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Lauren Southern’s Kafkaesque Facebook Persecution

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In one of the greatest Saturday Night Live skits, a spoof toy advertisement attempts to sell the audience on a product called Happy Fun Ball. The joke comes when the actual portions of the ad devoted to talking up the toy are eclipsed by increasingly surreal product safety warnings tinged with Lovecraftian horror. The funniest, and most infamous, of these is the warning, “Do not taunt Happy Fun Ball.”

I bring this up because judging by the experiences of my long-time friend, the young nationalist firebrand Lauren Southern, Facebook has a similar warning in its terms of service.

Allow me to explain the situation: Lauren recently celebrated President Trump’s temporary suspension of the Deferred Action for Childhood Arrivals (DACA) Obama-era executive order by posting a cartoon mocking so-called “DREAMers” for acting like Mexican nationalists while in America, only to scream in terror when sent to the country they allegedly love. The cartoon still survives on Twitter, though Facebook is another story, as you’ll soon see.

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The point of the cartoon, to anyone whose brain is not fried by social justice, is obvious: If you’re going to move here, let alone illegally, you should at least not slander your adoptive country, and you certainly shouldn’t act as if the one you left is better. After all, that surely raises the question of why you left in the first place. Is the cartoon’s humor a little cruel? Sure, but the cruelty is clearly directed at people for being unpatriotic, not merely for being immigrants.

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Nevertheless, Facebook banned Lauren’s fan page for 3 days for posting it. This much is a garden variety bit of Leftist overreaction, and doesn’t on its face merit being specifically singled out. What does merit being singled out is what happened when Lauren returned from her forced absence and posted the following defiant message accompanied by a winking, grinning picture:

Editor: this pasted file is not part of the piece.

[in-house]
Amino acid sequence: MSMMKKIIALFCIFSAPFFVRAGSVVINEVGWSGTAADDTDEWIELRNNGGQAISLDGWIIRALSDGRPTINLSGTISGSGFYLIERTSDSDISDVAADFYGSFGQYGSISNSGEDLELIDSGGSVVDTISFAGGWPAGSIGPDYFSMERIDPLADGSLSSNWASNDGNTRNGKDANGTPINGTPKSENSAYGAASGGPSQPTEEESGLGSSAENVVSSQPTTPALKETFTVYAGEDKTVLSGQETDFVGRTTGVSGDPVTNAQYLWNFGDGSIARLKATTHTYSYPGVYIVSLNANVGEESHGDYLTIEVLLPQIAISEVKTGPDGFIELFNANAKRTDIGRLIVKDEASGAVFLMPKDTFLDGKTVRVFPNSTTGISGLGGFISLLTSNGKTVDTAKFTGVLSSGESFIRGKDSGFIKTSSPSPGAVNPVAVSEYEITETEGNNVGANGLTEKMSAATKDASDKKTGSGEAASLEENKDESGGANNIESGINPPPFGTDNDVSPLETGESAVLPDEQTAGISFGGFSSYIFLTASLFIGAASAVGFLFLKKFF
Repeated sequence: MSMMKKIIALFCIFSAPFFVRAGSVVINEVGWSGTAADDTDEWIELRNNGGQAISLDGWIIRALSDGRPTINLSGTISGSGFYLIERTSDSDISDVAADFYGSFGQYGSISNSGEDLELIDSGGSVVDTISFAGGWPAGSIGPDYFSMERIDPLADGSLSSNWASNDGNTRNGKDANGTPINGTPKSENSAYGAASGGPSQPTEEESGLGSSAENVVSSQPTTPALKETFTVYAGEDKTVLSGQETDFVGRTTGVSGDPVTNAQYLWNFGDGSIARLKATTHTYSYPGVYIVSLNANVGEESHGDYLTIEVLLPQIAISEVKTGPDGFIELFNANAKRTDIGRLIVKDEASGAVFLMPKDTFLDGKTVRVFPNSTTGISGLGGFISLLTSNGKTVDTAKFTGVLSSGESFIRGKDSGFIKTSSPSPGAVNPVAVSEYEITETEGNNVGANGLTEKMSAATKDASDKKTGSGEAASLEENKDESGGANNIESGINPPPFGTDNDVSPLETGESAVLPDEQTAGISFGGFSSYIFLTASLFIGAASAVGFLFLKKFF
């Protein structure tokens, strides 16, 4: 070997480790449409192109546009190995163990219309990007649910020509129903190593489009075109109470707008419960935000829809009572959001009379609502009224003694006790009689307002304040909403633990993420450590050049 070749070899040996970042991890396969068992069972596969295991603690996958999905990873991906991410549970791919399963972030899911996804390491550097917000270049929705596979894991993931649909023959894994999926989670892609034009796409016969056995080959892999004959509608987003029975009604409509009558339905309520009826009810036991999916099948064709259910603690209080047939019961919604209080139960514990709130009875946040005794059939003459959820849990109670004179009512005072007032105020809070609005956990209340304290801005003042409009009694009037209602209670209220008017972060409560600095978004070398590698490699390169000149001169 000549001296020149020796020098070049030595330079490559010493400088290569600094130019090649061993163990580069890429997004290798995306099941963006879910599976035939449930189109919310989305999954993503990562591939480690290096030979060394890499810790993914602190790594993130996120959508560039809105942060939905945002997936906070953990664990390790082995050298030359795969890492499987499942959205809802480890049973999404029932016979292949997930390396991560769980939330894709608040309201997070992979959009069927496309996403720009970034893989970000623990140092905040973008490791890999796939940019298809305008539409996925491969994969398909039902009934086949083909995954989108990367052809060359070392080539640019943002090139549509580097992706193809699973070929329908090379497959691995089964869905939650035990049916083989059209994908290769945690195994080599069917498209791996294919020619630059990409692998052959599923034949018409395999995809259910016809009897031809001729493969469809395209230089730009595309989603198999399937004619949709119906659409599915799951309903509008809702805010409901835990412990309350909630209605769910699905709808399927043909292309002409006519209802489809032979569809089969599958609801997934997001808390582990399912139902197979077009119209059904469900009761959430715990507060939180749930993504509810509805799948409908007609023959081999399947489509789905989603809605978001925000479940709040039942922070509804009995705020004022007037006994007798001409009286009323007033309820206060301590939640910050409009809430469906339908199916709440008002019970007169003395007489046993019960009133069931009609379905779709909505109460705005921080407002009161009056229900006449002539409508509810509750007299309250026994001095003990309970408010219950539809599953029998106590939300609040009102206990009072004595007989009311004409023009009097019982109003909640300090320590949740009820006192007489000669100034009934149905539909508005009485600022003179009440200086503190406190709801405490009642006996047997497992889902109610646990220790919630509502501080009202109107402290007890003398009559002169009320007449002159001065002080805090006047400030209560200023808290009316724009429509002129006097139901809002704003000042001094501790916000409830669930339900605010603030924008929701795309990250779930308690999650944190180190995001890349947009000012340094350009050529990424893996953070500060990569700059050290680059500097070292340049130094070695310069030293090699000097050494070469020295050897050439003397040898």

“Fresh off another 3-day ban from Zuckerberg for saying ‘offensive’ things about illegal immigrants, like ‘they should go back.’ Don’t worry, I’m really sorry and I’ll never do it again ;)”

Facebook’s response was to block Lauren again, this time for a week, and to threaten her with a permanent ban if she kept it up.

Now, one can respond to this in multiple ways. First, and most obvious, we should note that it’s not at all clear why Southern’s second message would get her banned. The less worrisome explanation would be that Southern’s snark triggered the thin-skinned Facebook moderators and that, as a result, we should laugh at them for being so weak and pathetically lacking in self-awareness. This would be a comforting explanation, if an infuriating one.

But there is a second, and more troubling explanation, which is that Southern actually was banned for saying that illegal immigrants “should go back.” Because if this is the bar for “hate speech” on Facebook, then we have a real problem.

Deportation of illegal immigrants isn’t some fantasy cooked up by crazy people. It’s been a mainstream policy position, and indeed, a common policy action for decades. President Obama himself engaged in mass deportation of illegal immigrants, though the exact magnitude of those deportations is obviously a subject for debate. The idea that at least some illegal immigrants should “go back” is bipartisan.

Of course, Southern’s post all but explicitly states that every illegal immigrant should go back, and granted, this is a more partisan position. But it’s also a partisan position with a long history in mainstream Republican politics, and was around well before President Trump turned up. Mitt Romney famously called for self-deportation in his 2012 campaign, which functionally amounted to a call that illegal immigrants “should go back” voluntarily. Does 2012 era Mitt Romney get banned on Facebook?